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Tuesday, May 20, 2014

Student Attitudes and Spanish Community Service Learning

by Ann Abbott

While reading through my students' community participation self-evaluations last week, I was struck once again by how students can work with the same community partner and have totally different perceptions of what they did there.
One student wrote about all the different kinds of tasks she did, how she asked for more to do. She even earned the nickname of "The Special One" because the supervisors recognized how much she contributed to the organization during her CSL work. Furthermore, this student worked way more than the required 28 hours during the semester.
A different student who worked in *the exact same place* wrote that there wasn't much to do.
These two students worked in the same place, with the same supervisors, and with the same classroom support.

So what's the difference?

I don't know for sure, of course, but this is my intuition based on many years of experience:

Comfort with ambiguity.

In the classroom, students are used to being told what to do, how to do it, when to do it, and what will happen if they don't do it.

Some work contexts are like that.

Factories. Maybe.

Most work environments are dynamic. Rather than do what you are told, you need to observe, listen, notice patterns, anticipate needs, experiment.

Some students are uncomfortable with ambiguity. They ask their professors, "Will my grade be severely impacted if I don't complete this assignment?" "Will this be on the exam?" "How many words do I have to write?" They see individual course components instead of the learning opportunities. They see a swirl of activity around them in a community organization and say, "There wasn't much to do."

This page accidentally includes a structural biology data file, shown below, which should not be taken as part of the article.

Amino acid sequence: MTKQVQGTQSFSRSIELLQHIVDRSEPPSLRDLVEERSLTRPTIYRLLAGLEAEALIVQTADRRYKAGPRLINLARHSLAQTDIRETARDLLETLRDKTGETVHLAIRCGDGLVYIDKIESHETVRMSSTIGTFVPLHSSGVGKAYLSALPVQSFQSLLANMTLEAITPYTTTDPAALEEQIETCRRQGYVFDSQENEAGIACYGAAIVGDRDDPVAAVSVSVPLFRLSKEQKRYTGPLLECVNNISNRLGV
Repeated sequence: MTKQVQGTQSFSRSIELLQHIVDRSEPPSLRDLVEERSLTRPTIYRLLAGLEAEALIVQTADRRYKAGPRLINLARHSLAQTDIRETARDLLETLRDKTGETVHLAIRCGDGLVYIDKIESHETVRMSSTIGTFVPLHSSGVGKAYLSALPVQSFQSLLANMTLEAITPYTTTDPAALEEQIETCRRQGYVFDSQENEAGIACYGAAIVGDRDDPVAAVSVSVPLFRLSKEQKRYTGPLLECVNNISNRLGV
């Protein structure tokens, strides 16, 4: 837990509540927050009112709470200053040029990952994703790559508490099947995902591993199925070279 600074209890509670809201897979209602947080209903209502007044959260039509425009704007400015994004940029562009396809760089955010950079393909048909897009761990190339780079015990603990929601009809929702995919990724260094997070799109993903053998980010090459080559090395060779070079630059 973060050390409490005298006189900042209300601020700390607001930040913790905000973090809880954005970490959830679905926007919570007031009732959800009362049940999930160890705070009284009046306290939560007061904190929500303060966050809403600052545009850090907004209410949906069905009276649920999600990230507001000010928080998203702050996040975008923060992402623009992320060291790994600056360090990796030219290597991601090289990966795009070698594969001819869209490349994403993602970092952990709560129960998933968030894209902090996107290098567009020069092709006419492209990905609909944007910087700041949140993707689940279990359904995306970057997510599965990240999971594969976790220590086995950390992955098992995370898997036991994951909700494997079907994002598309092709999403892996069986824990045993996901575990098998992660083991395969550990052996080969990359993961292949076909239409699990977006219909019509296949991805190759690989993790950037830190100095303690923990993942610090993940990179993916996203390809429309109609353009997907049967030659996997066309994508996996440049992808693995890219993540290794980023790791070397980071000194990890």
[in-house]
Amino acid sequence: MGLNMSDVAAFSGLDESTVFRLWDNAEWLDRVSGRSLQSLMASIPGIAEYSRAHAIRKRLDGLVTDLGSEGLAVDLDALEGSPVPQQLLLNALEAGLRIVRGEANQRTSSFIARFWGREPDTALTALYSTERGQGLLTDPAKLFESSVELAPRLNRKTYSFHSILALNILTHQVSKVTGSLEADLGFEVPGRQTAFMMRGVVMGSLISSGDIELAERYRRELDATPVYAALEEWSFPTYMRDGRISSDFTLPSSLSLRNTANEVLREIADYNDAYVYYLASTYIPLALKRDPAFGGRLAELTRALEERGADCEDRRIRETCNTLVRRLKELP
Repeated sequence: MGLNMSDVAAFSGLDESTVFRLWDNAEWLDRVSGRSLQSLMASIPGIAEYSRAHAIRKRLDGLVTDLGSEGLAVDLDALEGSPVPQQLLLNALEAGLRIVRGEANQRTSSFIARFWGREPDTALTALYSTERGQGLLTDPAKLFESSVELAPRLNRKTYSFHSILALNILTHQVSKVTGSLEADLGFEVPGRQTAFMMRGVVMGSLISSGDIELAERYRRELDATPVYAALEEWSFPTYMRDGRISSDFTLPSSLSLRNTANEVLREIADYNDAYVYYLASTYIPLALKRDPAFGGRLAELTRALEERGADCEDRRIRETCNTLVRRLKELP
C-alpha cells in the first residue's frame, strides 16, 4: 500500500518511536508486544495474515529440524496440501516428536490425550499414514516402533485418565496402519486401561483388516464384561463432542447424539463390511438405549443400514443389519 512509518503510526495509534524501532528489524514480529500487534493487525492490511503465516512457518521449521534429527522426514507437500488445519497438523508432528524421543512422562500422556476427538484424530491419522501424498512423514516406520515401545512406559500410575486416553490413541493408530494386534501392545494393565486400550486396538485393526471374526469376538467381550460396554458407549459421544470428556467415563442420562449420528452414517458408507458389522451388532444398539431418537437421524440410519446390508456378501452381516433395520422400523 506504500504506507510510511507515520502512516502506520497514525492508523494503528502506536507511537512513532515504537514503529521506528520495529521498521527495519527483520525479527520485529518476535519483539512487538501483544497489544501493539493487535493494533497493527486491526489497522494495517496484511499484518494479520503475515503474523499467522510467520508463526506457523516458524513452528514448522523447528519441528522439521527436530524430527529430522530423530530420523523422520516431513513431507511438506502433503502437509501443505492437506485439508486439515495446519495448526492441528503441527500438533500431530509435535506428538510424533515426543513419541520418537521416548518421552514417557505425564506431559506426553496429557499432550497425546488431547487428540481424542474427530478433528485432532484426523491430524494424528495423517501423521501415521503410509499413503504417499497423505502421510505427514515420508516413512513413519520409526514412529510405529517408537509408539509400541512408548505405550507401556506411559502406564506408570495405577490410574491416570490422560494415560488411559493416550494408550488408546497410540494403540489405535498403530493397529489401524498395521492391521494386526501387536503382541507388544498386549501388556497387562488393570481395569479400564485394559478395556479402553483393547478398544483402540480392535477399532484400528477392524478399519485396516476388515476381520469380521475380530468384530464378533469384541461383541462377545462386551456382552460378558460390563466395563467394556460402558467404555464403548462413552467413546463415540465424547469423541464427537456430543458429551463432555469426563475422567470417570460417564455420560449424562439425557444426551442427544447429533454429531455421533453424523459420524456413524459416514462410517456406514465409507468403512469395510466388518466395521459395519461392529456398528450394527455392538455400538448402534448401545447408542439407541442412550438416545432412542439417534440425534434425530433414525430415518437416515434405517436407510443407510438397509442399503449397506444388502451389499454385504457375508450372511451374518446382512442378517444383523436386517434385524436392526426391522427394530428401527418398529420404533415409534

Assigning worth to non-traditional tasks. 

For some people, "work" has a specific look in their mind's eye. Work looks like someone typing on a computer. Getting things done with a client looks like work. Sitting around a conference table and being involved in decision-making. Giving a presentation with PowerPoint. Sitting at your own desk. Wearing a suit. Putting your own, individual creative talents into a project. 

What the first student probably did that the second student didn't do was this: perceive other activities as "work."
  • Building client relationships: answering phone calls, opening doors, exchanging pleasantries, chatting while they wait for their appointment. 
  • Building relationships among colleagues: learning from colleagues' story-telling, listening in on their appointments with clients, jumping in to pull the file that you overheard a colleague mention, asking them about their weekend activities. 
  • Doing jobs that are essential but don't engage your college-educated mind: filling up the paper in the photocopier because you noticed it was low, putting away the files that are stacked on the front desk because everyone is too busy to put them back in the cabinet, deciding to write down instructions for the next new employee for some process that you just had to learn on your own. Those things are work, too. 
The employers I know want people who understand that relationship building is essential to a business' success, who are self-starters, who are interested in the "whole company" and who aren't afraid to do some grunt work. 

That's the kind of CSL student our community partners want, too.

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